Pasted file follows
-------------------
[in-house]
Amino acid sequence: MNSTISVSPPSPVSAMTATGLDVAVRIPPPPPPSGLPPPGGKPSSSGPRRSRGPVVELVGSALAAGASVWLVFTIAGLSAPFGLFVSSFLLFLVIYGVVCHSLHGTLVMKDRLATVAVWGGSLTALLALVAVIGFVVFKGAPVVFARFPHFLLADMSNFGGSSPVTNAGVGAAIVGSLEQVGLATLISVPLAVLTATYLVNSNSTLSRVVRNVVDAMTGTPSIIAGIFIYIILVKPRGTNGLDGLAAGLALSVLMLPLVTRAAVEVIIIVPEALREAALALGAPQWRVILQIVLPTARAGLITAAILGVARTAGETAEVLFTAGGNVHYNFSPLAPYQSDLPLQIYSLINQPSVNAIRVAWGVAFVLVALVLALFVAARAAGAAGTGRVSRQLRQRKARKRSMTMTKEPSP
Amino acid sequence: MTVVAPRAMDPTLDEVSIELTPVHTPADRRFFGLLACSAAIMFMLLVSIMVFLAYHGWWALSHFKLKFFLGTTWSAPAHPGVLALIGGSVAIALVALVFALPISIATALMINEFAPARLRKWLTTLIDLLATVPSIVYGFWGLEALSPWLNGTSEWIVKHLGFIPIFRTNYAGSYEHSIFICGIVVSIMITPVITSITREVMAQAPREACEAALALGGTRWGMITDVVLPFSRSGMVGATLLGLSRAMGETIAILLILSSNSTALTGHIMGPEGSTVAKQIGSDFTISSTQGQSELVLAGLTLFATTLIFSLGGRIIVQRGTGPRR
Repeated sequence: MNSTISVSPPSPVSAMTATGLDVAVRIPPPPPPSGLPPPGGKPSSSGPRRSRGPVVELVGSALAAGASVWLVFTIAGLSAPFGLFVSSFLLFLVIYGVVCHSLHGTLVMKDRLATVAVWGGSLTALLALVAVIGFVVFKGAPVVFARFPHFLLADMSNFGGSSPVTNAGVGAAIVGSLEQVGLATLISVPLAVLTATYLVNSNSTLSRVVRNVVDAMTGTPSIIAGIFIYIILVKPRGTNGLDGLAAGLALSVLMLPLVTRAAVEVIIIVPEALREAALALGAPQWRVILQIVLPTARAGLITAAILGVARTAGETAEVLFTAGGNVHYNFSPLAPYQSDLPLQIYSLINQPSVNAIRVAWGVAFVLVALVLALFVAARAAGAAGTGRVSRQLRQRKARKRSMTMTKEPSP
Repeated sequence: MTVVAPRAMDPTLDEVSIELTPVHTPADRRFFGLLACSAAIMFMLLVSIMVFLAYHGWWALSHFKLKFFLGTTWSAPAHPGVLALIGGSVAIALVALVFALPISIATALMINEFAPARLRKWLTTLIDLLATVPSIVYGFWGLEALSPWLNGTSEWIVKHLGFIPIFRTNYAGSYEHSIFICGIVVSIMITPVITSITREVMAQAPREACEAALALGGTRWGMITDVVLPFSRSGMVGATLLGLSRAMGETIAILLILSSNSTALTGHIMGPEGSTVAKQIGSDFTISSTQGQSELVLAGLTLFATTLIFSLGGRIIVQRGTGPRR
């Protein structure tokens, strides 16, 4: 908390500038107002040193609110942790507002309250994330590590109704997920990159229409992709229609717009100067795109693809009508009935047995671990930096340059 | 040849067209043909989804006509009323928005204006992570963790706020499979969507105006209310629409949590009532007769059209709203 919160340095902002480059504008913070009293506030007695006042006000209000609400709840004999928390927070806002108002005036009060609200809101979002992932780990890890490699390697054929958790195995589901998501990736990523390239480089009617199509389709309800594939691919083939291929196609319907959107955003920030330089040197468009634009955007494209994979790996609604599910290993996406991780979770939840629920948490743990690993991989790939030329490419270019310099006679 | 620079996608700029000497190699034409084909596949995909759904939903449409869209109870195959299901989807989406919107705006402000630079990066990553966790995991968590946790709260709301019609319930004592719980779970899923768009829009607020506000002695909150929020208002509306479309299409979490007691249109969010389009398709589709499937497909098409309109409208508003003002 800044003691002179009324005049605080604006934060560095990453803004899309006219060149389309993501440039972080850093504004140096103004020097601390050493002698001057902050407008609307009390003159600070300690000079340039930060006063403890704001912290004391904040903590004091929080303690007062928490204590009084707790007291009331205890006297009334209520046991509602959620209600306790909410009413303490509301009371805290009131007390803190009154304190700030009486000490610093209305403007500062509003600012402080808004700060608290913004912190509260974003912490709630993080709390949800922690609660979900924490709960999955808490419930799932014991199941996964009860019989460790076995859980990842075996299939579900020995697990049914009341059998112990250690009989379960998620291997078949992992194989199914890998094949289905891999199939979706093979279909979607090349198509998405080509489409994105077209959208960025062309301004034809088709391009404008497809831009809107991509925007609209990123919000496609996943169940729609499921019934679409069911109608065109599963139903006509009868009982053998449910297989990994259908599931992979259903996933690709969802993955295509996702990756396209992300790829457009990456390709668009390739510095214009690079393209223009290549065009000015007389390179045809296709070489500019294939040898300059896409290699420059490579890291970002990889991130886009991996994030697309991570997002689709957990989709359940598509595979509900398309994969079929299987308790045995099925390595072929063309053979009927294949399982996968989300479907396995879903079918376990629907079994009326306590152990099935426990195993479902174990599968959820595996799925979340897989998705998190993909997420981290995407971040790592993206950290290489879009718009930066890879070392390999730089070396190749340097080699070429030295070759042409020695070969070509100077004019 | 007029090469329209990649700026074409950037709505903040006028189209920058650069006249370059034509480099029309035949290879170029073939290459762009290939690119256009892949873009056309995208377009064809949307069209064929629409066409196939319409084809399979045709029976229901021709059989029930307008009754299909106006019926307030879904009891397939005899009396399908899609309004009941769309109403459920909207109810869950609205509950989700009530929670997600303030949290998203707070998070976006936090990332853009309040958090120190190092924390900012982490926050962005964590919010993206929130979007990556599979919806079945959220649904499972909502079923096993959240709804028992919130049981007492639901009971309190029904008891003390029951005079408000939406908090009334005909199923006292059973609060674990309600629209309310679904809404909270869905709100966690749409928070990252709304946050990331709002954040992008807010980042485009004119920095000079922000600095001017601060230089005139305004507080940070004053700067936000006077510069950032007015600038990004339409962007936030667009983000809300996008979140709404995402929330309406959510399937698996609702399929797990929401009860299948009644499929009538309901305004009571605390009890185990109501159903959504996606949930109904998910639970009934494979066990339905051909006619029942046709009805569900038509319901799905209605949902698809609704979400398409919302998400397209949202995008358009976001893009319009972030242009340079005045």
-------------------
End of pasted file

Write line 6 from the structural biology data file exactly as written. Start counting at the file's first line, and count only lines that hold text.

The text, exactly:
């Protein structure tokens, strides 16, 4: 908390500038107002040193609110942790507002309250994330590590109704997920990159229409992709229609717009100067795109693809009508009935047995671990930096340059 | 040849067209043909989804006509009323928005204006992570963790706020499979969507105006209310629409949590009532007769059209709203 919160340095902002480059504008913070009293506030007695006042006000209000609400709840004999928390927070806002108002005036009060609200809101979002992932780990890890490699390697054929958790195995589901998501990736990523390239480089009617199509389709309800594939691919083939291929196609319907959107955003920030330089040197468009634009955007494209994979790996609604599910290993996406991780979770939840629920948490743990690993991989790939030329490419270019310099006679 | 620079996608700029000497190699034409084909596949995909759904939903449409869209109870195959299901989807989406919107705006402000630079990066990553966790995991968590946790709260709301019609319930004592719980779970899923768009829009607020506000002695909150929020208002509306479309299409979490007691249109969010389009398709589709499937497909098409309109409208508003003002 800044003691002179009324005049605080604006934060560095990453803004899309006219060149389309993501440039972080850093504004140096103004020097601390050493002698001057902050407008609307009390003159600070300690000079340039930060006063403890704001912290004391904040903590004091929080303690007062928490204590009084707790007291009331205890006297009334209520046991509602959620209600306790909410009413303490509301009371805290009131007390803190009154304190700030009486000490610093209305403007500062509003600012402080808004700060608290913004912190509260974003912490709630993080709390949800922690609660979900924490709960999955808490419930799932014991199941996964009860019989460790076995859980990842075996299939579900020995697990049914009341059998112990250690009989379960998620291997078949992992194989199914890998094949289905891999199939979706093979279909979607090349198509998405080509489409994105077209959208960025062309301004034809088709391009404008497809831009809107991509925007609209990123919000496609996943169940729609499921019934679409069911109608065109599963139903006509009868009982053998449910297989990994259908599931992979259903996933690709969802993955295509996702990756396209992300790829457009990456390709668009390739510095214009690079393209223009290549065009000015007389390179045809296709070489500019294939040898300059896409290699420059490579890291970002990889991130886009991996994030697309991570997002689709957990989709359940598509595979509900398309994969079929299987308790045995099925390595072929063309053979009927294949399982996968989300479907396995879903079918376990629907079994009326306590152990099935426990195993479902174990599968959820595996799925979340897989998705998190993909997420981290995407971040790592993206950290290489879009718009930066890879070392390999730089070396190749340097080699070429030295070759042409020695070969070509100077004019 | 007029090469329209990649700026074409950037709505903040006028189209920058650069006249370059034509480099029309035949290879170029073939290459762009290939690119256009892949873009056309995208377009064809949307069209064929629409066409196939319409084809399979045709029976229901021709059989029930307008009754299909106006019926307030879904009891397939005899009396399908899609309004009941769309109403459920909207109810869950609205509950989700009530929670997600303030949290998203707070998070976006936090990332853009309040958090120190190092924390900012982490926050962005964590919010993206929130979007990556599979919806079945959220649904499972909502079923096993959240709804028992919130049981007492639901009971309190029904008891003390029951005079408000939406908090009334005909199923006292059973609060674990309600629209309310679904809404909270869905709100966690749409928070990252709304946050990331709002954040992008807010980042485009004119920095000079922000600095001017601060230089005139305004507080940070004053700067936000006077510069950032007015600038990004339409962007936030667009983000809300996008979140709404995402929330309406959510399937698996609702399929797990929401009860299948009644499929009538309901305004009571605390009890185990109501159903959504996606949930109904998910639970009934494979066990339905051909006619029942046709009805569900038509319901799905209605949902698809609704979400398409919302998400397209949202995008358009976001893009319009972030242009340079005045």